Black lions, chocolate brown lions and reddish brown lions have been reported. A very dark brown, almost black lion was reported in Persia (Iran) and a black lioness was reported in the African bush (Okovango). There have even been reports of whole prides of dark brown or black lions; prides comprise closely related lionesses therefore this could be a familial trait. Genetically, lions are spotted cats (residual spots can be seen on tawny lions on the limbs and sometimes on the body) and it's possible that excessively spotted cubs (abundism) might grow into adults with a sooty cast on the fur...

Many reports of black lions (and other black big cats) are due to observation in either poor light or with strong sunlight behind the cat.
Categories: Animals, Photos/Videos
Posted by Alex on Tue Jun 05, 2012
Comments (5)
Rick Padden of Loveland, Colorado has written a play about a famous hoax from his own town: The Great Loveland Potato Hoax. It'll be on stage at Loveland's Rialto Theater.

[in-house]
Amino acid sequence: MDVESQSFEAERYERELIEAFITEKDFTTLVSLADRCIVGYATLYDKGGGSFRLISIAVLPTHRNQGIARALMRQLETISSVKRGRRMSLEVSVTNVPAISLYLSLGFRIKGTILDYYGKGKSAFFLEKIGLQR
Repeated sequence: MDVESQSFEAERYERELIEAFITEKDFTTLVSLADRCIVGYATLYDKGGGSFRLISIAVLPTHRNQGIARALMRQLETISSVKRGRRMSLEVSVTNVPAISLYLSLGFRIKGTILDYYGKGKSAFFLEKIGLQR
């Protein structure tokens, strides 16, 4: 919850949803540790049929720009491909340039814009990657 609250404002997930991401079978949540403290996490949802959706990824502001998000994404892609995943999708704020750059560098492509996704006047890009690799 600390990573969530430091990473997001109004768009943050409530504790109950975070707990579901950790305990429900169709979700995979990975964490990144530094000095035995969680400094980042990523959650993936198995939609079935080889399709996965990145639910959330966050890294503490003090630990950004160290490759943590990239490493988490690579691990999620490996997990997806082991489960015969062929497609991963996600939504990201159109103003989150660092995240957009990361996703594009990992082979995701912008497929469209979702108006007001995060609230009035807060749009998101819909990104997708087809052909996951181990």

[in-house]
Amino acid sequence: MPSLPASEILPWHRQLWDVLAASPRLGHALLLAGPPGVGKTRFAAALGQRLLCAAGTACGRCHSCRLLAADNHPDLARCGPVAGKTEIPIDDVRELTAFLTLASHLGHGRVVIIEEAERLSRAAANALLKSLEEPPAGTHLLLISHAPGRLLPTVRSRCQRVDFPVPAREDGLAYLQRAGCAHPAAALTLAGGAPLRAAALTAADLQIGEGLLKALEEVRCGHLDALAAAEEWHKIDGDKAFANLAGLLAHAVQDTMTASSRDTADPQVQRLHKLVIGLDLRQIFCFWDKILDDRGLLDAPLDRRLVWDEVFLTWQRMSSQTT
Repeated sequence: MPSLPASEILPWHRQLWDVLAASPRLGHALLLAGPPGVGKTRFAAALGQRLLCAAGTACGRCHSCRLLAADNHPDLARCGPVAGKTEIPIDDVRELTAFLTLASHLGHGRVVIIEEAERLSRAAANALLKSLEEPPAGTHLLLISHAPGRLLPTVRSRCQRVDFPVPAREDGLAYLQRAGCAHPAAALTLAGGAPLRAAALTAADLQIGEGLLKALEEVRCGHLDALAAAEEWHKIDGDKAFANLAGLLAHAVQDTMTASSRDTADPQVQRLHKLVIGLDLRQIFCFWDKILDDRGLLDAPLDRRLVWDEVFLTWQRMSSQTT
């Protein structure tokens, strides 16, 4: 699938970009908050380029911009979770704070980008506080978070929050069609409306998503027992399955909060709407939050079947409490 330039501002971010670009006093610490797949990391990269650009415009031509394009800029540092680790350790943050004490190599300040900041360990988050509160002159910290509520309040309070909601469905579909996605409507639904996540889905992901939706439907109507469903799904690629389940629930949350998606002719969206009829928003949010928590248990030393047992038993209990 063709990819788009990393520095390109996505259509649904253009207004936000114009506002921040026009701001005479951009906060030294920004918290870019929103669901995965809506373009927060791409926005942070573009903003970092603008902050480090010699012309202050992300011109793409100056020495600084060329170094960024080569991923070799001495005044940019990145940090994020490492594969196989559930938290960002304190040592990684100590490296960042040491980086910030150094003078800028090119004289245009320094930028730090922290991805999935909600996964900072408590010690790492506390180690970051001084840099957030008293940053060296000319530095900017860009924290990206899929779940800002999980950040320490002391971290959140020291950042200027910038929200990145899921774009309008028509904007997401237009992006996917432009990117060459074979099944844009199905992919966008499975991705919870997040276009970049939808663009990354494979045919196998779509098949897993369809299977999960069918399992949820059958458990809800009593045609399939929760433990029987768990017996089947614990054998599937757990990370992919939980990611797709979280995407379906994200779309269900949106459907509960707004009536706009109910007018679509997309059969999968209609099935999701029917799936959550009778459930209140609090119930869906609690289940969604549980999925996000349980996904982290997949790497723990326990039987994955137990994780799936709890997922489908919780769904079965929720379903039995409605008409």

The Loveland Potato Hoax took place in 1895. It involved a potato farmer who created a fake photo of himself holding a giant potato. The photo started circulating around the country, passing from one person to another, until it eventually came to the attention of Scientific American, which published it, mistakenly presenting it to readers as a real photo. The farmer was subsequently flooded with inquiries from people who wanted pieces of the potato so they could grow their own giant spud.


The hoax is significant because the photo is quite possibly the first viral fake photo ever — predating by over 100 years such famous viral fake photos as Snowball the Monster Cat and Touristguy.

I can't think of any other photo that would possibly qualify as a viral fake photo before this one. There were definitely famous fake photos before 1895, such as the fake heroic photos of Abraham Lincoln. But they didn't circulate in a viral fashion. At least, not to my knowledge.

Anyway, I thought the hoax was worth adding to the hoax archive, so that's what I've done. The comment link is redirected there.
Categories: Photos/Videos
Posted by Alex on Tue May 15, 2012
Comments (0)

This image that recently appeared on the May 4 cover of the Living section in the Pittsburgh Tribune-Review is all over the blogosphere. Does the heading say "Suit Yourself" or "Shit Yourself"?